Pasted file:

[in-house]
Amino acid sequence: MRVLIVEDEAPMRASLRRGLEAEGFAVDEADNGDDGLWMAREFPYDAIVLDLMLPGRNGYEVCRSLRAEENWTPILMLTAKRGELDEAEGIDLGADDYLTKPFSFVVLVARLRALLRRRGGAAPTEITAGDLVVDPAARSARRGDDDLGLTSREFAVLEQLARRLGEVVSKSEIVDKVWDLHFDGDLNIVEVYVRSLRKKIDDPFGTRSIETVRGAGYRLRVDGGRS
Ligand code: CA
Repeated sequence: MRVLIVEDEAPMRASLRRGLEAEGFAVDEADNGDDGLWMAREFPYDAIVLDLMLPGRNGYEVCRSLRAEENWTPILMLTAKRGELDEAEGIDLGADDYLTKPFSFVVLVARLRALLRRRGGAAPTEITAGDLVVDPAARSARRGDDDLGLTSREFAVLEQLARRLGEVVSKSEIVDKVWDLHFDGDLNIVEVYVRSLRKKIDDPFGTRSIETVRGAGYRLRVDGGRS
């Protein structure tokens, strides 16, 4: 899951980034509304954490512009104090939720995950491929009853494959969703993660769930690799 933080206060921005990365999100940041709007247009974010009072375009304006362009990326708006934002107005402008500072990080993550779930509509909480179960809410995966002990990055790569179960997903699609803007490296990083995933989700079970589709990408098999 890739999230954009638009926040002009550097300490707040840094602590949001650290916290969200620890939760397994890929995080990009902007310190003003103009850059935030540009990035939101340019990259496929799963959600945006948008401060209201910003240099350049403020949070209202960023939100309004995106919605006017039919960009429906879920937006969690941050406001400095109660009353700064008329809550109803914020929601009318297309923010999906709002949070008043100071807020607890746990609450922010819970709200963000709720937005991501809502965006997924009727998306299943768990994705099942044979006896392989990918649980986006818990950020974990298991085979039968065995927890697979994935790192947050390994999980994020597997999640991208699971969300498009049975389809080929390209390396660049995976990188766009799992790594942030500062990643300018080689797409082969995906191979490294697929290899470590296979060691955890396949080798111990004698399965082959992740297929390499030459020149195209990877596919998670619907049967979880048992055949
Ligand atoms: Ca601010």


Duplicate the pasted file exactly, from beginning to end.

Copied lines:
[in-house]
Amino acid sequence: MRVLIVEDEAPMRASLRRGLEAEGFAVDEADNGDDGLWMAREFPYDAIVLDLMLPGRNGYEVCRSLRAEENWTPILMLTAKRGELDEAEGIDLGADDYLTKPFSFVVLVARLRALLRRRGGAAPTEITAGDLVVDPAARSARRGDDDLGLTSREFAVLEQLARRLGEVVSKSEIVDKVWDLHFDGDLNIVEVYVRSLRKKIDDPFGTRSIETVRGAGYRLRVDGGRS
Ligand code: CA
Repeated sequence: MRVLIVEDEAPMRASLRRGLEAEGFAVDEADNGDDGLWMAREFPYDAIVLDLMLPGRNGYEVCRSLRAEENWTPILMLTAKRGELDEAEGIDLGADDYLTKPFSFVVLVARLRALLRRRGGAAPTEITAGDLVVDPAARSARRGDDDLGLTSREFAVLEQLARRLGEVVSKSEIVDKVWDLHFDGDLNIVEVYVRSLRKKIDDPFGTRSIETVRGAGYRLRVDGGRS
């Protein structure tokens, strides 16, 4: 899951980034509304954490512009104090939720995950491929009853494959969703993660769930690799 933080206060921005990365999100940041709007247009974010009072375009304006362009990326708006934002107005402008500072990080993550779930509509909480179960809410995966002990990055790569179960997903699609803007490296990083995933989700079970589709990408098999 890739999230954009638009926040002009550097300490707040840094602590949001650290916290969200620890939760397994890929995080990009902007310190003003103009850059935030540009990035939101340019990259496929799963959600945006948008401060209201910003240099350049403020949070209202960023939100309004995106919605006017039919960009429906879920937006969690941050406001400095109660009353700064008329809550109803914020929601009318297309923010999906709002949070008043100071807020607890746990609450922010819970709200963000709720937005991501809502965006997924009727998306299943768990994705099942044979006896392989990918649980986006818990950020974990298991085979039968065995927890697979994935790192947050390994999980994020597997999640991208699971969300498009049975389809080929390209390396660049995976990188766009799992790594942030500062990643300018080689797409082969995906191979490294697929290899470590296979060691955890396949080798111990004698399965082959992740297929390499030459020149195209990877596919998670619907049967979880048992055949
Ligand atoms: Ca601010």